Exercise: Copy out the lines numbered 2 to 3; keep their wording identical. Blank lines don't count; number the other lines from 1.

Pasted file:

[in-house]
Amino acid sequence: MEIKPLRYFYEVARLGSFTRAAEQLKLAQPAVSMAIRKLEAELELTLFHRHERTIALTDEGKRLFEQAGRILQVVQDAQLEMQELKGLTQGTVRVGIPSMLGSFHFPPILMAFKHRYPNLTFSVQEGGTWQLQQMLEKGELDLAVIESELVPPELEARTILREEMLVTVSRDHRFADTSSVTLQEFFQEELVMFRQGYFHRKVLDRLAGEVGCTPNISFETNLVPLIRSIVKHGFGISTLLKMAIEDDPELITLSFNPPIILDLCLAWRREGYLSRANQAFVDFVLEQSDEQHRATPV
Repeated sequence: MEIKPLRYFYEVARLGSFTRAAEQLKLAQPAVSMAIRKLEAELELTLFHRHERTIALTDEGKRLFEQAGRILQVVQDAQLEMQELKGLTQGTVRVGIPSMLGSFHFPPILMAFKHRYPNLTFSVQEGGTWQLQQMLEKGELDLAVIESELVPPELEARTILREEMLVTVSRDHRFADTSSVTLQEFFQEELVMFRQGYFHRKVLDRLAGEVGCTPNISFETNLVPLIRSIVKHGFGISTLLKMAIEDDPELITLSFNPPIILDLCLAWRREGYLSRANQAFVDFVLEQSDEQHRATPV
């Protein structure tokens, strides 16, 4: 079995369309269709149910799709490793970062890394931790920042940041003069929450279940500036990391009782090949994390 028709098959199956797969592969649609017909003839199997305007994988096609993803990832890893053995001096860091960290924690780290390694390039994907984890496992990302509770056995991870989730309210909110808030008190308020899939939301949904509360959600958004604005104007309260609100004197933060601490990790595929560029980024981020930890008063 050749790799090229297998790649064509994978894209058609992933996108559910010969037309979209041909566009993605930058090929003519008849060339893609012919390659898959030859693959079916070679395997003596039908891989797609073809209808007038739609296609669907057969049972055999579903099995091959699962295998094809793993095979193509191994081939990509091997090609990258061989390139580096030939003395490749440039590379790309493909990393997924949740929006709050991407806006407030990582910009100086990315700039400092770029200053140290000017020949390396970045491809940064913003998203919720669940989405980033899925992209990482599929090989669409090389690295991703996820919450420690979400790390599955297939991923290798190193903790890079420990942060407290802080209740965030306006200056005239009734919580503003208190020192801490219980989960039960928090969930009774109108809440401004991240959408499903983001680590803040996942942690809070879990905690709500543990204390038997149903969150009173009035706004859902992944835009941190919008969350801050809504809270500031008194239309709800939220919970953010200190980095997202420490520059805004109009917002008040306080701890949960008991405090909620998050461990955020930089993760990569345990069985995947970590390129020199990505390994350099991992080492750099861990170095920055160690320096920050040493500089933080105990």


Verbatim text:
Amino acid sequence: MEIKPLRYFYEVARLGSFTRAAEQLKLAQPAVSMAIRKLEAELELTLFHRHERTIALTDEGKRLFEQAGRILQVVQDAQLEMQELKGLTQGTVRVGIPSMLGSFHFPPILMAFKHRYPNLTFSVQEGGTWQLQQMLEKGELDLAVIESELVPPELEARTILREEMLVTVSRDHRFADTSSVTLQEFFQEELVMFRQGYFHRKVLDRLAGEVGCTPNISFETNLVPLIRSIVKHGFGISTLLKMAIEDDPELITLSFNPPIILDLCLAWRREGYLSRANQAFVDFVLEQSDEQHRATPV
Repeated sequence: MEIKPLRYFYEVARLGSFTRAAEQLKLAQPAVSMAIRKLEAELELTLFHRHERTIALTDEGKRLFEQAGRILQVVQDAQLEMQELKGLTQGTVRVGIPSMLGSFHFPPILMAFKHRYPNLTFSVQEGGTWQLQQMLEKGELDLAVIESELVPPELEARTILREEMLVTVSRDHRFADTSSVTLQEFFQEELVMFRQGYFHRKVLDRLAGEVGCTPNISFETNLVPLIRSIVKHGFGISTLLKMAIEDDPELITLSFNPPIILDLCLAWRREGYLSRANQAFVDFVLEQSDEQHRATPV